Regarding the levels, I found them to be very slow and sometimes tedious. At points they were too hard, even on normal, and often I'd have to either take a break or force myself to keep playing. Overall, I didn't find the game too enjoyable, it was more of a chore. The best way I can describe it, is like a book that you don't particularly like but feel the need to finish just because you started it. Although it's not like me, sometimes I just had to say “enough's enough” - I'm not going to carry on with something I don't enjoy.

I know this review may seem a little one-sided, but then my experience felt very unrequited. If you're thinking about picking this one up, I strongly recommend you rent it first. If you like what you're playing from the very beginning then you'll like the rest of the game. My experience however was more a case of not being bothered whether I played it or not. Although I've gone back to it multiple times, it's certainly not made it anymore appealing.

Spartan: Total Warrior is a good game for getting your mind off things and doing some senseless button mashing, but I didn't find the roots to go much deeper than that. If you're looking for something similar then may I recommend Dynasty Warriors or Crimson Sea (both available on PS2), although if you are going to go ahead and purchase it, let me give you one piece of advice: don't get your hopes up, perhaps that way you'll enjoy it a little more. Spartan: Total Warrior isn't really a love-hate game, it's more one that can be played from time to time or not at all - it certainly isn't likely to remain in your memory for long.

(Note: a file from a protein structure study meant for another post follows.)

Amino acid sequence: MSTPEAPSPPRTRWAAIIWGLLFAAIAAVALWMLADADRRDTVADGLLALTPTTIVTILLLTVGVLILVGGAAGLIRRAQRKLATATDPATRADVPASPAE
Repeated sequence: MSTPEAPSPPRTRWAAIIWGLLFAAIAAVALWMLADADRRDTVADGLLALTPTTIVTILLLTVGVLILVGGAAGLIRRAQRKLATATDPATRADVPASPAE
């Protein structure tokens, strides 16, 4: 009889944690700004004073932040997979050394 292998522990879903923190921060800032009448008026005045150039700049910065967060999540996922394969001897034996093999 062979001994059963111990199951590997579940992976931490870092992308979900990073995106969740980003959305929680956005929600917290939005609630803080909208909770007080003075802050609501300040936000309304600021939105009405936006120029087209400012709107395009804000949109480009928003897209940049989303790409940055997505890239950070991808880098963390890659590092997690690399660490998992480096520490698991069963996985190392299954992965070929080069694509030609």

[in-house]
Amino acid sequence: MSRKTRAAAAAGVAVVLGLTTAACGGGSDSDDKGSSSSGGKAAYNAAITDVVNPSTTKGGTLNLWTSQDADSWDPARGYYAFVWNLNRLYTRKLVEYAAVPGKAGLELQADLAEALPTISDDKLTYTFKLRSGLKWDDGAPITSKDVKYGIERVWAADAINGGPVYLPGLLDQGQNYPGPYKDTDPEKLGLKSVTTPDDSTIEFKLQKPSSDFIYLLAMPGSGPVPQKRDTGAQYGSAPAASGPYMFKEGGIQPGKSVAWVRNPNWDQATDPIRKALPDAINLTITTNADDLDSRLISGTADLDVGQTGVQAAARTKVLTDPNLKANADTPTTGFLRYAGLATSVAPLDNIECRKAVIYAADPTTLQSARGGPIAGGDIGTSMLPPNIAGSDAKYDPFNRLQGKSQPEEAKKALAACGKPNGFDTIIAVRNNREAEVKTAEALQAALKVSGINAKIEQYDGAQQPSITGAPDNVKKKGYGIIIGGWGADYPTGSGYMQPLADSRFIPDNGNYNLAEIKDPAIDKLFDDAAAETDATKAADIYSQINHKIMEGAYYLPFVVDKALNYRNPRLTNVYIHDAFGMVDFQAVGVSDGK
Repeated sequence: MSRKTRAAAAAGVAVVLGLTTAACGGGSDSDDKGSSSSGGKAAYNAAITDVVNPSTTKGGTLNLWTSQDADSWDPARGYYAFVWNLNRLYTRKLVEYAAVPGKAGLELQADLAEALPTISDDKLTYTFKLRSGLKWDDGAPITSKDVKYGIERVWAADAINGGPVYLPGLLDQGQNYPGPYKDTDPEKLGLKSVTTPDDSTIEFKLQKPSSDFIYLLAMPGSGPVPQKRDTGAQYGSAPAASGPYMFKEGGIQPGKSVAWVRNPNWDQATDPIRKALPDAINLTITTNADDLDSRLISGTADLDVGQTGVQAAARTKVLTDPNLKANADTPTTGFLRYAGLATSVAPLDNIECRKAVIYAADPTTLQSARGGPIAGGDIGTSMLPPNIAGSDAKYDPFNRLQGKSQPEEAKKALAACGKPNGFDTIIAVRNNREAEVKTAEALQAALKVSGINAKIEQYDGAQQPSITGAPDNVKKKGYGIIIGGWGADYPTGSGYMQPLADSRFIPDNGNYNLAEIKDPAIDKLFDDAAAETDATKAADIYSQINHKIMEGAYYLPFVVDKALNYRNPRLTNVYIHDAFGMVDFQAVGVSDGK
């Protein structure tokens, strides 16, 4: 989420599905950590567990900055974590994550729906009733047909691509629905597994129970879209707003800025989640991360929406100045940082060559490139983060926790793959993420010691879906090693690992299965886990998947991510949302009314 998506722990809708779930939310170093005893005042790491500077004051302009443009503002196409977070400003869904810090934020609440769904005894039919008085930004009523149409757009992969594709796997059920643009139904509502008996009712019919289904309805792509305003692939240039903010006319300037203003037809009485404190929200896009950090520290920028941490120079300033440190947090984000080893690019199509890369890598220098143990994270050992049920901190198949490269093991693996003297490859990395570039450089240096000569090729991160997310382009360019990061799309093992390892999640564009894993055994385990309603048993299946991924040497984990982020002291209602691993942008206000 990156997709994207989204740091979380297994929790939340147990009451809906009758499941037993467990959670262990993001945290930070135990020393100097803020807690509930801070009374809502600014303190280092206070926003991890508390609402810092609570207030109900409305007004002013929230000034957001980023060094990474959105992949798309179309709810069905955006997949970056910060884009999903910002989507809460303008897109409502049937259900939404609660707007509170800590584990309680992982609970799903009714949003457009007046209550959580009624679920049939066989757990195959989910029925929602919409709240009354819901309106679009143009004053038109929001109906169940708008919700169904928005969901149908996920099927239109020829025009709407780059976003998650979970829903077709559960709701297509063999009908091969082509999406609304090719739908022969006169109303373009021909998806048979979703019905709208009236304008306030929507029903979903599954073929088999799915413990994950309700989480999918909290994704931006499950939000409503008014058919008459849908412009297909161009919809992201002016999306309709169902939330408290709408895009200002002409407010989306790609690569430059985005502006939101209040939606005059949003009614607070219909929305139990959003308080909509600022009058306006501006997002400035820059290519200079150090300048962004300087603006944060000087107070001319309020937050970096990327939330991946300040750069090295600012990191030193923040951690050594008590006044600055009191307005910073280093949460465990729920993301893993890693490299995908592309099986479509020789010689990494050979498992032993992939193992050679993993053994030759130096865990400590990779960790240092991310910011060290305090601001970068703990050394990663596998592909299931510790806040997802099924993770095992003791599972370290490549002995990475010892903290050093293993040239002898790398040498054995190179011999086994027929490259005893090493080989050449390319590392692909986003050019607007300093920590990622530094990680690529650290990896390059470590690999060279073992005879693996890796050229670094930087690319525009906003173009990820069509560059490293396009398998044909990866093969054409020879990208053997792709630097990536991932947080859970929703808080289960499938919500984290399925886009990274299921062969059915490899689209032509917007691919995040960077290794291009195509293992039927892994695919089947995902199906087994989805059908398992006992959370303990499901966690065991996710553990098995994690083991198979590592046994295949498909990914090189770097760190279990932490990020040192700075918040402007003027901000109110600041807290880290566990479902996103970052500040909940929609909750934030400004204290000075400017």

To sum it up I think it's best that I put out a word of warning - there's nothing worse than being let down by an over-hyped game.

Copyright © 2005 Mike Montgomery

Sponsor ads

 

Latest

The Terry Pratchett Anywhere But Here, Anywhen But Now First Novel Prize!
05-31 - News
Stephen King's Joyland UK Promotion
05-30 - News
UK Publisher of Stephen King’s New Novel Unusual Promotion
05-30 - News
Big Time, The by Fritz Leiber